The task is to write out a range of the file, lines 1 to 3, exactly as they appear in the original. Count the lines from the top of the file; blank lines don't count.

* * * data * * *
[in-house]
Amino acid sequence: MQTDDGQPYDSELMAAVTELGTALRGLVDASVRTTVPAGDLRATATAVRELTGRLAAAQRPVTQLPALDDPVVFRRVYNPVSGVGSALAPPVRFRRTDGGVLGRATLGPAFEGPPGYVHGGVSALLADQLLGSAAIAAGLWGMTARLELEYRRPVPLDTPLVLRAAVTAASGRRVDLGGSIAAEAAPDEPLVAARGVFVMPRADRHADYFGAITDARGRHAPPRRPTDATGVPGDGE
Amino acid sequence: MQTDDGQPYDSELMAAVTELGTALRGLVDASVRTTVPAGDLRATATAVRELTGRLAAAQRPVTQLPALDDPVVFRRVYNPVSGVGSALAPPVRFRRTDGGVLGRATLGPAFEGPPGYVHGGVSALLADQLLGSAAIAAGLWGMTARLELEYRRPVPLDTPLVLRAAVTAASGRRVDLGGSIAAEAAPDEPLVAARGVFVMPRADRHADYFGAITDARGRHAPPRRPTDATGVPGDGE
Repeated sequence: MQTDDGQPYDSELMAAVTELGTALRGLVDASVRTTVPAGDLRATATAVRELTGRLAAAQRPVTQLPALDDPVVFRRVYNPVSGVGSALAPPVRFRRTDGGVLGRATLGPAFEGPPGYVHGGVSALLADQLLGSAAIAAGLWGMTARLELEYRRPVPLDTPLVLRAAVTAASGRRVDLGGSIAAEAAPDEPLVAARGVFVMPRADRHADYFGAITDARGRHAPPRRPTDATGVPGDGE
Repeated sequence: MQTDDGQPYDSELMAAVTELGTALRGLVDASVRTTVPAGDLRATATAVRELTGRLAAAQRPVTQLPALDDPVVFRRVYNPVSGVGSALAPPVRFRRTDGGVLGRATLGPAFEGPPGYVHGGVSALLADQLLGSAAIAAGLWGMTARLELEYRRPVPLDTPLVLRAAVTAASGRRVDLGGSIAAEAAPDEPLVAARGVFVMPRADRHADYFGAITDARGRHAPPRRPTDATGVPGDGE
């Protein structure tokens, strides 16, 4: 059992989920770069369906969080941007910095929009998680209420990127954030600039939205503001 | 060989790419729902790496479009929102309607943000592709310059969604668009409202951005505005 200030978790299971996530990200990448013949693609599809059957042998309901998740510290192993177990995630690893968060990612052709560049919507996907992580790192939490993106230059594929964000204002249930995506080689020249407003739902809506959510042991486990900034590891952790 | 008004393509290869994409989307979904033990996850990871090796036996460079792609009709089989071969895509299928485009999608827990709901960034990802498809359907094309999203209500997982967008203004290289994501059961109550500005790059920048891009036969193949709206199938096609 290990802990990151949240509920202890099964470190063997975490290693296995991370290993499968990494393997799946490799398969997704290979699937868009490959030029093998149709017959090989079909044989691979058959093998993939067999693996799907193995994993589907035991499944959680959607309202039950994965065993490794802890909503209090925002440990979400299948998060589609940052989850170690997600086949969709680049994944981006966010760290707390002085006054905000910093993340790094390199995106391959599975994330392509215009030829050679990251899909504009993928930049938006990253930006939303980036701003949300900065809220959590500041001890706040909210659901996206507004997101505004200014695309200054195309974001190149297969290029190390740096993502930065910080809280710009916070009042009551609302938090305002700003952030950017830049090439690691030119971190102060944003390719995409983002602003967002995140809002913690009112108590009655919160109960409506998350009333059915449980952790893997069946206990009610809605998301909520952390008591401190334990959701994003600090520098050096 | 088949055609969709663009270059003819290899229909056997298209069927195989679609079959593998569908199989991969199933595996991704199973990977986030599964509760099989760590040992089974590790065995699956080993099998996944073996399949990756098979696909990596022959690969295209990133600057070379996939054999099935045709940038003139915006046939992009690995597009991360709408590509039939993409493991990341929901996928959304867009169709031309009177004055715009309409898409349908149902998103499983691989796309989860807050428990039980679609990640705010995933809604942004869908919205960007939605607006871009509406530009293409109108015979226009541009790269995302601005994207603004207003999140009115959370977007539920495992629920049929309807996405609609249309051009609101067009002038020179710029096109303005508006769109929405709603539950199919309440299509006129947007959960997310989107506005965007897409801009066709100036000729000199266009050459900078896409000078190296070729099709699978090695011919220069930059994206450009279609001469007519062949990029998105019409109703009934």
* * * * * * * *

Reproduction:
[in-house]
Amino acid sequence: MQTDDGQPYDSELMAAVTELGTALRGLVDASVRTTVPAGDLRATATAVRELTGRLAAAQRPVTQLPALDDPVVFRRVYNPVSGVGSALAPPVRFRRTDGGVLGRATLGPAFEGPPGYVHGGVSALLADQLLGSAAIAAGLWGMTARLELEYRRPVPLDTPLVLRAAVTAASGRRVDLGGSIAAEAAPDEPLVAARGVFVMPRADRHADYFGAITDARGRHAPPRRPTDATGVPGDGE
Amino acid sequence: MQTDDGQPYDSELMAAVTELGTALRGLVDASVRTTVPAGDLRATATAVRELTGRLAAAQRPVTQLPALDDPVVFRRVYNPVSGVGSALAPPVRFRRTDGGVLGRATLGPAFEGPPGYVHGGVSALLADQLLGSAAIAAGLWGMTARLELEYRRPVPLDTPLVLRAAVTAASGRRVDLGGSIAAEAAPDEPLVAARGVFVMPRADRHADYFGAITDARGRHAPPRRPTDATGVPGDGE